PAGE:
Sunday morning tea coordinator
Ritoku is a Doctor of Philosophy in Philosophy and Religion having received said degree in 1993 from the California Institute of Integral Studies. From Indiana University he has earned a B.A. in Philosophy and a M.S. in Philosophy of Education. His undergraduate interest was Non-Western perspectives on Western Thought, those perspectives being Eastern Thought and indigenous philosophies such as may be found among Native Americans. He is of Cherokee descent and grew up with an interest in Native American culture. He has been active in the Native American Church, and has been educated in several forms of Native American religions. In 1988 he taught at the Rough Rock Demonstration School in the Navajo Nation. This school was the first Native-American-run school with a cross-cultural curriculum that included Navajo culture, language and religion. After this he served in the Peace Corps teaching philosophy and social science at the National University of Samoa.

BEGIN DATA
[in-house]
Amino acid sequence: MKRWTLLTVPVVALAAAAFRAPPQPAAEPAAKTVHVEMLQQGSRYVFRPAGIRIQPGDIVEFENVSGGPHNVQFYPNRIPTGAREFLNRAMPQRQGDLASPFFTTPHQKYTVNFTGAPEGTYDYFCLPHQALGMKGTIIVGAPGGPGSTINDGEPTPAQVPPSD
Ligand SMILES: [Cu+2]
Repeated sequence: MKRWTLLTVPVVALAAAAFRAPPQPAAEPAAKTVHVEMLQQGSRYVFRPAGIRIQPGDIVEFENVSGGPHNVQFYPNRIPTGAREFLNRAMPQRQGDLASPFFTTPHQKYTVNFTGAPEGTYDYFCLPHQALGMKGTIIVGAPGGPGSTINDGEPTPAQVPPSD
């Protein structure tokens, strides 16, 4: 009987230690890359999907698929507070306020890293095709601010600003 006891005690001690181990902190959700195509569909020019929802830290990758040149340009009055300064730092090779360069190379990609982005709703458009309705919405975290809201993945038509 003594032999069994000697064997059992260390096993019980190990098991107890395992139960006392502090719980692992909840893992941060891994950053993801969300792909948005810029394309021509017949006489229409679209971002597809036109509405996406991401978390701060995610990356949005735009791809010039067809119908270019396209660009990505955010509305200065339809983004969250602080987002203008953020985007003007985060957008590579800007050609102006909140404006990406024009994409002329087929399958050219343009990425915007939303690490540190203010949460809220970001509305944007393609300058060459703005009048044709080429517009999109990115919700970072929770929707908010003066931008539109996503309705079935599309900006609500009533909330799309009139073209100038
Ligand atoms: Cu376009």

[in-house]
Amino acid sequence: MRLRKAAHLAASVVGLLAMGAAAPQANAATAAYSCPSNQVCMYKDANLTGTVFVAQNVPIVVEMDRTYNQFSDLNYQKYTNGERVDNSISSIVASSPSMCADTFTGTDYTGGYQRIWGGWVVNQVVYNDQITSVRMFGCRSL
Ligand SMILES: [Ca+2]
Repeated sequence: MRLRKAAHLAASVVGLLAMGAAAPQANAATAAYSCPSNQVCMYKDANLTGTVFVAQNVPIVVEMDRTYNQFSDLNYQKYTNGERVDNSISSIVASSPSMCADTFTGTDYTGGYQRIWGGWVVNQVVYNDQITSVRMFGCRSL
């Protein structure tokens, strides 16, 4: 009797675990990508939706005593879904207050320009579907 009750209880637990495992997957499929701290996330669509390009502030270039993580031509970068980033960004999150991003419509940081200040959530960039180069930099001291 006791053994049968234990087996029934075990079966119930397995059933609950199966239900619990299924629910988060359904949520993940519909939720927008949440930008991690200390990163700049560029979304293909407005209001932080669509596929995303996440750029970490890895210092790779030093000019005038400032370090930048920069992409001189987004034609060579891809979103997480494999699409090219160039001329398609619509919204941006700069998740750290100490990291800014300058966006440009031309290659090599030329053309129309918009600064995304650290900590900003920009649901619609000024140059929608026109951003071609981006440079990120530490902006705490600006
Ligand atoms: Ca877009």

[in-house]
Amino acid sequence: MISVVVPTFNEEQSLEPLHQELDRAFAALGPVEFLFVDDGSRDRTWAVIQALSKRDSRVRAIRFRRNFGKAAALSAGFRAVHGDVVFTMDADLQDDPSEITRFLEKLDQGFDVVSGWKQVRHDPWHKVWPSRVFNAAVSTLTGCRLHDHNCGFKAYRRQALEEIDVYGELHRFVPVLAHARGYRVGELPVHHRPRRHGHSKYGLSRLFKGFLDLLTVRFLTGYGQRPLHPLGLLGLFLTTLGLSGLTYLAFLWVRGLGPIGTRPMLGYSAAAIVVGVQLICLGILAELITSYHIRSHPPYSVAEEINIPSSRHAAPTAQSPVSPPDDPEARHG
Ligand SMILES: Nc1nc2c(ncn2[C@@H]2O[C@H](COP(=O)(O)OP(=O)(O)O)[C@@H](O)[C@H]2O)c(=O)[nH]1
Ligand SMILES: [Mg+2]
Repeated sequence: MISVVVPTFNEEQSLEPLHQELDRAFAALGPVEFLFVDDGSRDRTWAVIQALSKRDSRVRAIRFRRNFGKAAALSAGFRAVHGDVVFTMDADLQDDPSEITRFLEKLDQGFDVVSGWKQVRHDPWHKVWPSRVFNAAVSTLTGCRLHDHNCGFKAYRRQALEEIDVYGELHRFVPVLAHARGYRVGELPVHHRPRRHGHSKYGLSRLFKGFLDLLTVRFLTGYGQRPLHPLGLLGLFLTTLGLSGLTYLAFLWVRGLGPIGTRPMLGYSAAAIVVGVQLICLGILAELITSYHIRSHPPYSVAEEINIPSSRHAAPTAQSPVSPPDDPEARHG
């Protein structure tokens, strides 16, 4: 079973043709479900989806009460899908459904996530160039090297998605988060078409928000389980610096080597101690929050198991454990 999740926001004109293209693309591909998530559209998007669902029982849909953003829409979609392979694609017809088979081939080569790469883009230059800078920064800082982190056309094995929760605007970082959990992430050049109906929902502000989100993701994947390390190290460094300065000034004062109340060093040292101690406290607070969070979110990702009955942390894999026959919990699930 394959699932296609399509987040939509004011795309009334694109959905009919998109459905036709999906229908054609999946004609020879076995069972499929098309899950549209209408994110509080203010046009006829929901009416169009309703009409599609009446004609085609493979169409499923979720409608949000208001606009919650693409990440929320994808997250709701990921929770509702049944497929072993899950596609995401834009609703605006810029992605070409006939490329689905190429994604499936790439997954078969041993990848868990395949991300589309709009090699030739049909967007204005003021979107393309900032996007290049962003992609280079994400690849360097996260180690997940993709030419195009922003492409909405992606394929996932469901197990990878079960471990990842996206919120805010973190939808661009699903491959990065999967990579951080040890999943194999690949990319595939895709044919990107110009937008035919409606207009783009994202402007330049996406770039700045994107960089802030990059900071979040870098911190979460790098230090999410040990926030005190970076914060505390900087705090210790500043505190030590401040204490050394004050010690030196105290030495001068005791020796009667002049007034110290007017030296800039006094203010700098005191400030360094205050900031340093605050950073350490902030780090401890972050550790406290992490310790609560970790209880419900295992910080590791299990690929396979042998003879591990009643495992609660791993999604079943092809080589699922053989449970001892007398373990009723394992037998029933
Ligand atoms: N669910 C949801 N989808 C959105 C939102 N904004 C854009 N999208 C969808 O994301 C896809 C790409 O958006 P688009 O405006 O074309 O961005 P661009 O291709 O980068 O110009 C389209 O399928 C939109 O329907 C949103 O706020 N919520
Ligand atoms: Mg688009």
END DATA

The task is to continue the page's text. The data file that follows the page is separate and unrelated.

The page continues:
When living in San Francisco Ritoku entered Zen practice at the Zen Center of San Francisco. He became a member of the Hartford Street Zen Center, which is affiliated with the Zen Center of San Francisco. The Hartford Street Zen Center is both a Zen Temple and a hospice, and as part of his Zen training he worked with issues of death and dying. After he received his Ph.D, he became a resident scholar at the Zen Center of Los Angeles studying under Maezumi Roshi. He lived two years there after which Okumura Roshi ordained him as a novice.